El Salvador is gradually easing up on its Visa requirements, so its a good idea to check ahead to see if you need one. Visas are currently required from citizens of the U.S., Canada, Australia, and New Zealand. Most citizens from western Europe do not need one. Visas cost between $10 and $30 depending upon your nationality, and are valid for 90 days. No vaccinations are currently needed to enter the country, however it is advisable to check with your doctor before traveling to El Salvador for possibilities of Cholera.
Salvadoran labor is abundant and highly trainable. Current average monthly salaries are as follows:
$125.00 per month
Electric current is 110 volt, 60 cycle, but is far from stable. Power outages are common Receptacles are of the two flat pin type as found in the U.S.. Electric alarm clocks should not be relied upon, and surge suppressers should be used with all important electrical appliances or electronics.
The dress code in El Salvador is casual. Professionals usually wear light cotton suits. The popular "guayabera" or embroidered cotton shirt, is preferred casual wear for men, particularly in the warmer areas. As a courtesy, those visiting on business should wear a light weight suits.
A 10 percent tip should be left in restaurants and hotels or 15 percent if the bill is small. Airport porters are usually tipped $1 per bag, and an additional 20 colons should be given to barbers. Taxi drivers are not tipped.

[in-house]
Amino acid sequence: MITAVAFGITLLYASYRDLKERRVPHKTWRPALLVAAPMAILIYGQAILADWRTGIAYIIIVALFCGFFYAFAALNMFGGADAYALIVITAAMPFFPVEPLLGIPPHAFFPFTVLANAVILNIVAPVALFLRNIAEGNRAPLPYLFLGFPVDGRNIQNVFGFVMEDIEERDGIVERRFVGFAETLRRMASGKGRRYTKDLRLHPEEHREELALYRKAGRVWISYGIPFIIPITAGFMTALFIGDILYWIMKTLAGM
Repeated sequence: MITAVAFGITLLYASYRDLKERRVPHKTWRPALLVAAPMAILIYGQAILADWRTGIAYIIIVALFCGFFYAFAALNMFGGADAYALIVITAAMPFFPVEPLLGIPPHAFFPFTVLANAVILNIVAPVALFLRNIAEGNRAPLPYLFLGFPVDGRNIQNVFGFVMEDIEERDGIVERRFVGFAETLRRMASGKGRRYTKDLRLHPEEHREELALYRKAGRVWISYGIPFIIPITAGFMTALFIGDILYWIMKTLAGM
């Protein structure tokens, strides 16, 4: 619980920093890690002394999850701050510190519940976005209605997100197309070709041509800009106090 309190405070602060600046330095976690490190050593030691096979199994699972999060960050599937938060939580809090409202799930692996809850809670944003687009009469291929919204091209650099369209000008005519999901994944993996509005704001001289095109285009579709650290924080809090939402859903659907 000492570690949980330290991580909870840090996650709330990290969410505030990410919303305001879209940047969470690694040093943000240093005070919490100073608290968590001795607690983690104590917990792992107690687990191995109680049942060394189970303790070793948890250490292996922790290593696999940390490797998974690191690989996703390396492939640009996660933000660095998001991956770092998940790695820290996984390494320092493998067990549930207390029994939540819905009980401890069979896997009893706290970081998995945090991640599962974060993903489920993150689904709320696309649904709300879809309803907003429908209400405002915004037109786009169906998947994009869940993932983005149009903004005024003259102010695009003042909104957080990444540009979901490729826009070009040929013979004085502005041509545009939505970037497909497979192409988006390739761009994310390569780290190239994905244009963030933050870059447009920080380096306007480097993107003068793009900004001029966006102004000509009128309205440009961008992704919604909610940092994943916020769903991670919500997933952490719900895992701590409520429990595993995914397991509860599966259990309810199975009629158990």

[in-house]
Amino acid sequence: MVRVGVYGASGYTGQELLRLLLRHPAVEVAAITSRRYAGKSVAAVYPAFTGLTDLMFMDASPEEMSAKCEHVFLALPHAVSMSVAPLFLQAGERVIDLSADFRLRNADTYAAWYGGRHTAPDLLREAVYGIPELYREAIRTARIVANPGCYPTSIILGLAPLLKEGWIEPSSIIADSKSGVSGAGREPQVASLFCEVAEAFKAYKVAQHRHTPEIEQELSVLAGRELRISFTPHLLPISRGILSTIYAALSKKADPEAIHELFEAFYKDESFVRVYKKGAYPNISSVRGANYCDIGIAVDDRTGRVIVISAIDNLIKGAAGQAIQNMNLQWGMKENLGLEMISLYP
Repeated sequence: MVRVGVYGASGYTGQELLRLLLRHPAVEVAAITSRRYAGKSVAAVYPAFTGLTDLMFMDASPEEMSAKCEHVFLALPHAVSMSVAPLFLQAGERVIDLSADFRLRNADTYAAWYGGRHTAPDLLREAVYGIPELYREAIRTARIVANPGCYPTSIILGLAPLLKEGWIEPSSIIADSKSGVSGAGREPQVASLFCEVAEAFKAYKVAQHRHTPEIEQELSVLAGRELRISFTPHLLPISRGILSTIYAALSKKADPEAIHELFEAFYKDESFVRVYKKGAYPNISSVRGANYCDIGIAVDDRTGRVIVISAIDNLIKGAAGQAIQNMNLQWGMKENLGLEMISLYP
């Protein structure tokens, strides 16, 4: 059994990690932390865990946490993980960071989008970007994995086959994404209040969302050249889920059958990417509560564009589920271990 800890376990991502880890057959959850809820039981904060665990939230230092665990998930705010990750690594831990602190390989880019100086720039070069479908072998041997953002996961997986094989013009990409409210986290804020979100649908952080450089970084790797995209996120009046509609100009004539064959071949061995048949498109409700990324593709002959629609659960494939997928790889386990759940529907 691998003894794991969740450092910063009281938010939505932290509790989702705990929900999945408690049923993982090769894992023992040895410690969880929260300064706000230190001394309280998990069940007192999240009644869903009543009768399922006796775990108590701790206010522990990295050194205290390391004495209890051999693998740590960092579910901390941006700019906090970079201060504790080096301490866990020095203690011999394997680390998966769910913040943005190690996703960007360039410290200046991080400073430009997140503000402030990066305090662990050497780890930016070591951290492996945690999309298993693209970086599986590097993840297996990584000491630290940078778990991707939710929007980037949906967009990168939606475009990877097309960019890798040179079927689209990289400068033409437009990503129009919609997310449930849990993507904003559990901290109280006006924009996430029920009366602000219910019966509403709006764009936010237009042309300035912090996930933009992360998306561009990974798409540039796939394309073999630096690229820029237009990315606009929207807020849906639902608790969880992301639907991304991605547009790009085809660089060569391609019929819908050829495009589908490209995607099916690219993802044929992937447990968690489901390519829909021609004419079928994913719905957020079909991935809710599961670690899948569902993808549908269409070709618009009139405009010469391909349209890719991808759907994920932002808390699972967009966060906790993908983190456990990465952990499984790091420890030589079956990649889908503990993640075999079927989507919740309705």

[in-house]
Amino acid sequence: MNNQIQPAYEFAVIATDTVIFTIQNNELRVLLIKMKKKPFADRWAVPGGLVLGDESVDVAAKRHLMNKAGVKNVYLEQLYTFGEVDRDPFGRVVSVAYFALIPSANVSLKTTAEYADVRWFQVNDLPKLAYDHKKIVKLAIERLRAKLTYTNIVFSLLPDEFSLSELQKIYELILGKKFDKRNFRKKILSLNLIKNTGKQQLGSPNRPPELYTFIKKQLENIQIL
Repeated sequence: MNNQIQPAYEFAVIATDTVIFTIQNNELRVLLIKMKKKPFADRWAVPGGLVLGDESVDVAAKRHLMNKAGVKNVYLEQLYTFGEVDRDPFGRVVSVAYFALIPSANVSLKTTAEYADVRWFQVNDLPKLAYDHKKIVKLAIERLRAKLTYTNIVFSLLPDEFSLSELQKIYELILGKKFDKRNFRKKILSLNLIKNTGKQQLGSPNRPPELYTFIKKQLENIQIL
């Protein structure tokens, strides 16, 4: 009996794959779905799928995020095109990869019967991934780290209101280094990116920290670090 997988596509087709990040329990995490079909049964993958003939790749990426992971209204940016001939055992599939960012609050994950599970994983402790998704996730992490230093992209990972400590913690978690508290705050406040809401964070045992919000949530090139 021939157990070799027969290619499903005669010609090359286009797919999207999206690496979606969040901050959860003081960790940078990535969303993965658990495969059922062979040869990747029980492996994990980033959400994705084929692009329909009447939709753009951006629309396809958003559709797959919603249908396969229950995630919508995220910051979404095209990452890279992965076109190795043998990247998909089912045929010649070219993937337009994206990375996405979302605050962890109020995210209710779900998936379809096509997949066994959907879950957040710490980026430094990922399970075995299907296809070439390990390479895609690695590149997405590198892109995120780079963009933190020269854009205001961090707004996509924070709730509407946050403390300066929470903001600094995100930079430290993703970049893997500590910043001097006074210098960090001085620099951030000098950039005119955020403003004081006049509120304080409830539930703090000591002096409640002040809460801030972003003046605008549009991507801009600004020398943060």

Salvadorans eat a lot of rice, beans, salads, meats, and seafood's. Soft, white corn tortillas are served as bread. Local specialties include iguana and armadillo. Lunch is usually extended and dinner is served late. Most U.S. style cuisine's are available at many fast food franchises
A typical and tasty fast food is a type of fried sandwich called a pupusa made of white corn tortillas and filled with pork, cheese and sausage. A few pupusas, at around 30 cents each, with a bottle of water or soda make an excellent meal. Small restaurants that specialize in pupusas are called pupuserias. They are located all over the country. Pupusas are also sold on the street, but because hygiene standards are lower, it is advisable to stick to restaurants when you have a craving for this Salvadoran treat.
Surprisingly, coffee is weak and unflavorful in El Salvador because all the finest coffee is exported. Natural fruit drinks called frescos are popular. Pop and bottled water are also widely consumed.
Salvadorans love their beer and the country brews two brands. Pilsner is the most popular beer, followed by the slightly more expensive Suprema. Two potent liquors, Tic Tac and Torito, are distilled from sugar cane and uphold their reputation as white lightning.
Cheap restaurants and pupuserias abound in El Salvador but avoid food sold in street stands. Many restaurants offer daily specials that include rice, beans, salad, and your choice of meat, chicken or fish for around U.S. $1.00.
As many Salvadorans fled during the civil war return to the country, El Salvador is facing a crime problem, including gangs. The civilian police is working hard to clamp down on pickpockets and car thieves.
Disgruntled former soldiers from the Salvadorans military also cause occasional violent disruptions in the streets and in the capital. It is best to ask advise before traveling into certain areas of San Salvador at night. Some rural areas likewise are not safe for the average visitor.